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seriouscoin
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April 15, 2014, 04:28:34 PM
 #84

there is an old saying

"The thief has the most locks"

This is indeed a new account.  I am a real person, look me up, this is my actual Company Name...been on the internet since it started. So while "I" am not new, I AM new to bitcoin (but not alternative currencies).  I know a lot because I did in fact take the time to study up on BTC before coming here and posting...however, that doesn't matter to the know-it-alls who feel everyone else is beneath them.

Right, you did take time to study up on BTC huh ?  Roll Eyes


In Dec 2013, you came here asking how you can mine with your web servers.....then disappeared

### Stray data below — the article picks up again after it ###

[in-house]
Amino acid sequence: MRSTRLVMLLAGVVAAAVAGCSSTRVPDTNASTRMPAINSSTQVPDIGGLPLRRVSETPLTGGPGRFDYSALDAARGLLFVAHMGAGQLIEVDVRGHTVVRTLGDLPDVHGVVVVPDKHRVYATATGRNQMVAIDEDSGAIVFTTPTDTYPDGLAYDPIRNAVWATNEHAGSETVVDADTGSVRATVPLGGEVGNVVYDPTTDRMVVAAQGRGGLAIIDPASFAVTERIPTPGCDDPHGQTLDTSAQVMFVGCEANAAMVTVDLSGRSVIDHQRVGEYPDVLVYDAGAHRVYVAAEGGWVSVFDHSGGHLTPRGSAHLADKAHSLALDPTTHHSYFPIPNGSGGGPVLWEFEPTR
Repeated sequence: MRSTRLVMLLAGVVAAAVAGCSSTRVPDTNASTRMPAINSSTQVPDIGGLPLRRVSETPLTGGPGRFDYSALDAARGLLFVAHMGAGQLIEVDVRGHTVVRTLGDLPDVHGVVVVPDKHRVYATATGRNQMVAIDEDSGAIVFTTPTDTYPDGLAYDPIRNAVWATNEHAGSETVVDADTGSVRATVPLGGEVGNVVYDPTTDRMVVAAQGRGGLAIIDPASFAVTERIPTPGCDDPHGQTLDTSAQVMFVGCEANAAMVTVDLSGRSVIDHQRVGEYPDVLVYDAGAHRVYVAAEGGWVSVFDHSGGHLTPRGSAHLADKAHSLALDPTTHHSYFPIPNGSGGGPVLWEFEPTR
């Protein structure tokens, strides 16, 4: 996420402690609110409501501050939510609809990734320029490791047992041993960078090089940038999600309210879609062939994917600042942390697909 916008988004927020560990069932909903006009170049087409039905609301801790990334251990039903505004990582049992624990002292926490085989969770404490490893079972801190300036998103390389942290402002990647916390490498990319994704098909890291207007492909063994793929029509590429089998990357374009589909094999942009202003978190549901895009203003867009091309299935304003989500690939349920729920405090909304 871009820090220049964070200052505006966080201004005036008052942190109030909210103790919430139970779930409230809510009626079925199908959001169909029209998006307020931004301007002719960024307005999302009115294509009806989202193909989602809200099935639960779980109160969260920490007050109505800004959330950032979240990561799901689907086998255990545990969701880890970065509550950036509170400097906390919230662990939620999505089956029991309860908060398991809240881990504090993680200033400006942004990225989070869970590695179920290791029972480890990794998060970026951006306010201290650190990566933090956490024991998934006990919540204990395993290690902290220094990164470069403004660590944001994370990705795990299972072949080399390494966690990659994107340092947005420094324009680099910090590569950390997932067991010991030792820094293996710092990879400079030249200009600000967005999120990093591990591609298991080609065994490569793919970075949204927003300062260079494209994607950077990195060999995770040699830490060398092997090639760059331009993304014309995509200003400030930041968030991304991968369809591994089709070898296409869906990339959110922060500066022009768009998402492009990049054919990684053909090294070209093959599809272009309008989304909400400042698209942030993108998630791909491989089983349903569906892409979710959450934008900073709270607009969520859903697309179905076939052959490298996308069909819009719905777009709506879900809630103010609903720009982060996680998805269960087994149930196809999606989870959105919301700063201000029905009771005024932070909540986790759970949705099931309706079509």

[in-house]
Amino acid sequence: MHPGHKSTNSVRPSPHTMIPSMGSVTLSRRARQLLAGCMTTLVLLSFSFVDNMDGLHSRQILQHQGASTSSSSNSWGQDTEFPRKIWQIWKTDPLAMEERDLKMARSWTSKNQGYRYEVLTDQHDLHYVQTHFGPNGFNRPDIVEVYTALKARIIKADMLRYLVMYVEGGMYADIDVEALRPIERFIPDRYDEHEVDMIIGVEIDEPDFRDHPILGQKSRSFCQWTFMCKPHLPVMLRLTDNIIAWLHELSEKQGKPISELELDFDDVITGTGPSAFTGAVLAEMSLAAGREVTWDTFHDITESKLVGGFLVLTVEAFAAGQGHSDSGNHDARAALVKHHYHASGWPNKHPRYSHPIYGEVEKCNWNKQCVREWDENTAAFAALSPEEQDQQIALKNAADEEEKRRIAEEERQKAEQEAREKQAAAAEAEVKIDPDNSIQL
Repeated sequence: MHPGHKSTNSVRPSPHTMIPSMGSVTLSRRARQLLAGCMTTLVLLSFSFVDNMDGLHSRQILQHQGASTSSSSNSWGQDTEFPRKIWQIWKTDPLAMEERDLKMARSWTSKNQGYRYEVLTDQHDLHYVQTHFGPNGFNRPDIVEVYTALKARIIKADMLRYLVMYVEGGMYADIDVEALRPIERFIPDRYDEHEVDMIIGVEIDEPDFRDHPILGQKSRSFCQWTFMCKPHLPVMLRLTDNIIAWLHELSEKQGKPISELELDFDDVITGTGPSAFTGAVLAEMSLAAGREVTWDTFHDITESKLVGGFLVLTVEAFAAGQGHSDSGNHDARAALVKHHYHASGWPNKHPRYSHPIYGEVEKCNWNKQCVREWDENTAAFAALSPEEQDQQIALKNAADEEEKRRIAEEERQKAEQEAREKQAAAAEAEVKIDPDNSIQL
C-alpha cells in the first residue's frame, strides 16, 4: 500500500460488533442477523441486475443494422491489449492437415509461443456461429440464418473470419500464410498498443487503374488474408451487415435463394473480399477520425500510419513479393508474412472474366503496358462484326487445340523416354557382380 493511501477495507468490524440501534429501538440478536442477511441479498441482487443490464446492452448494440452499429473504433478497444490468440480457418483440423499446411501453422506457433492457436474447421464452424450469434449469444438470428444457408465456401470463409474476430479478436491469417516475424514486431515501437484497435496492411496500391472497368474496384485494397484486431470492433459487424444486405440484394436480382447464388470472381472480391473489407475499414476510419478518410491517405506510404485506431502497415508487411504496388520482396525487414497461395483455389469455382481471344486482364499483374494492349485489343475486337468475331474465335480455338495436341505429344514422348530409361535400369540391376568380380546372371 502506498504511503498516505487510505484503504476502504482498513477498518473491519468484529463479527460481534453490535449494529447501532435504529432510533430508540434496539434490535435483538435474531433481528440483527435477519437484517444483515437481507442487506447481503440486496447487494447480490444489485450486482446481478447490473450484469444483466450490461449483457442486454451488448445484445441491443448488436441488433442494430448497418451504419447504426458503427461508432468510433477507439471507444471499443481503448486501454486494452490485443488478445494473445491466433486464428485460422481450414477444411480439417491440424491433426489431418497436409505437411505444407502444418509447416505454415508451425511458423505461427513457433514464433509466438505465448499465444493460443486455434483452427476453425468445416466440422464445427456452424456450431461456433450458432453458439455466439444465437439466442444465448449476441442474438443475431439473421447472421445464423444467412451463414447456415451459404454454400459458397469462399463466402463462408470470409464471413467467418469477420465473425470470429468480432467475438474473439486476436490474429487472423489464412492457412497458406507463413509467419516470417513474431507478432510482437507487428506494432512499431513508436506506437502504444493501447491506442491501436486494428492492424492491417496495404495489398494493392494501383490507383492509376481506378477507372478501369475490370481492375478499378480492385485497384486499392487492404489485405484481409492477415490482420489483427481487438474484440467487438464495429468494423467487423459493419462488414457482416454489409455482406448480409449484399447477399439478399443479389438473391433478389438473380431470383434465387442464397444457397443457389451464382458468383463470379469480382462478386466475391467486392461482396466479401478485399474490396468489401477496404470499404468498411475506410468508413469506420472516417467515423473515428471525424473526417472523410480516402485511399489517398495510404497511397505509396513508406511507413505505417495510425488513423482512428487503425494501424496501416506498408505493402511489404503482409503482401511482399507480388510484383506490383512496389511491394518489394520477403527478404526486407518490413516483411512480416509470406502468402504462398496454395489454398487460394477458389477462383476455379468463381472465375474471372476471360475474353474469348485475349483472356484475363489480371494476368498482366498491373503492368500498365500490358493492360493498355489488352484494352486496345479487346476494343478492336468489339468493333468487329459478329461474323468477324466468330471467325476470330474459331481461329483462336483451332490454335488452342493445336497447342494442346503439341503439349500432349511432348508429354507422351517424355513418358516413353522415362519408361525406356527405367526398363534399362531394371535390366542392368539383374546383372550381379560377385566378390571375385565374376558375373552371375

4 Months later, in April 2014, you came back asking how profit is mining contract.

4months and you still didnt understand or know about mining economy.

Either you're lying about "studying up" or you're dumb as a door knob.

Is it possible for someone to give me fake or stolen bitcoins?

How long do I wait to make sure a BTC is "legit" and truly mine?


Now i know why you keep typing in CAPs like a retard to, look at you:
seriouscoin
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April 15, 2014, 04:31:39 PM
 #85

And here is the proof of you're in "get-rich-quick" scheme and knows jack shit or care about bitcoin or its techonology

Quote
I would want it first off to break even.  If it takes a year to break even, then it is not worth it, as there are many other things I can do to make money and get a return faster.

Worth it = making more than I have invested.

Short amout of time...weeks? months?  NOT years.

Are BTC still awarded every 10 mins?